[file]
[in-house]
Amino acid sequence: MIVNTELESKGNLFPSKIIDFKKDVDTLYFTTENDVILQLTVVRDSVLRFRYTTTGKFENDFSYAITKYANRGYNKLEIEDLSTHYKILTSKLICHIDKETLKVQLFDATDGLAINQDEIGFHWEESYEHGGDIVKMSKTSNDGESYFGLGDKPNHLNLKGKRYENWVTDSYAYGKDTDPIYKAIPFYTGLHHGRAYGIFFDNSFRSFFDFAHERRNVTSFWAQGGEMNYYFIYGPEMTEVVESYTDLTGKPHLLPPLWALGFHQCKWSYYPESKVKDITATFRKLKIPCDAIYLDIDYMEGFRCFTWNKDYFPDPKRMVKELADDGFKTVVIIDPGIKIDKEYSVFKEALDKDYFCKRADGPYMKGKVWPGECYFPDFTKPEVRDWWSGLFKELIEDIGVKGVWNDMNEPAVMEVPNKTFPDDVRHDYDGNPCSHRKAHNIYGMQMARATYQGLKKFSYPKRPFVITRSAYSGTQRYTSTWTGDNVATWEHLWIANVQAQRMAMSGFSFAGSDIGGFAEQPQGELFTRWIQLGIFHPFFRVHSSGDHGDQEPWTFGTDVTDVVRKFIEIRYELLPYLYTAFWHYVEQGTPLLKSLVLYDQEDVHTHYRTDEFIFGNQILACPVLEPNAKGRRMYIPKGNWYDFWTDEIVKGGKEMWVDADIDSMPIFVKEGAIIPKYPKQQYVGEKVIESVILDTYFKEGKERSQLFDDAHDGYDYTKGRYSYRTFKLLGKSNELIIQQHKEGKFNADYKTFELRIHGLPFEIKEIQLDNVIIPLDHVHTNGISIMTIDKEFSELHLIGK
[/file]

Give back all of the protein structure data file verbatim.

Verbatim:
[in-house]
Amino acid sequence: MIVNTELESKGNLFPSKIIDFKKDVDTLYFTTENDVILQLTVVRDSVLRFRYTTTGKFENDFSYAITKYANRGYNKLEIEDLSTHYKILTSKLICHIDKETLKVQLFDATDGLAINQDEIGFHWEESYEHGGDIVKMSKTSNDGESYFGLGDKPNHLNLKGKRYENWVTDSYAYGKDTDPIYKAIPFYTGLHHGRAYGIFFDNSFRSFFDFAHERRNVTSFWAQGGEMNYYFIYGPEMTEVVESYTDLTGKPHLLPPLWALGFHQCKWSYYPESKVKDITATFRKLKIPCDAIYLDIDYMEGFRCFTWNKDYFPDPKRMVKELADDGFKTVVIIDPGIKIDKEYSVFKEALDKDYFCKRADGPYMKGKVWPGECYFPDFTKPEVRDWWSGLFKELIEDIGVKGVWNDMNEPAVMEVPNKTFPDDVRHDYDGNPCSHRKAHNIYGMQMARATYQGLKKFSYPKRPFVITRSAYSGTQRYTSTWTGDNVATWEHLWIANVQAQRMAMSGFSFAGSDIGGFAEQPQGELFTRWIQLGIFHPFFRVHSSGDHGDQEPWTFGTDVTDVVRKFIEIRYELLPYLYTAFWHYVEQGTPLLKSLVLYDQEDVHTHYRTDEFIFGNQILACPVLEPNAKGRRMYIPKGNWYDFWTDEIVKGGKEMWVDADIDSMPIFVKEGAIIPKYPKQQYVGEKVIESVILDTYFKEGKERSQLFDDAHDGYDYTKGRYSYRTFKLLGKSNELIIQQHKEGKFNADYKTFELRIHGLPFEIKEIQLDNVIIPLDHVHTNGISIMTIDKEFSELHLIGK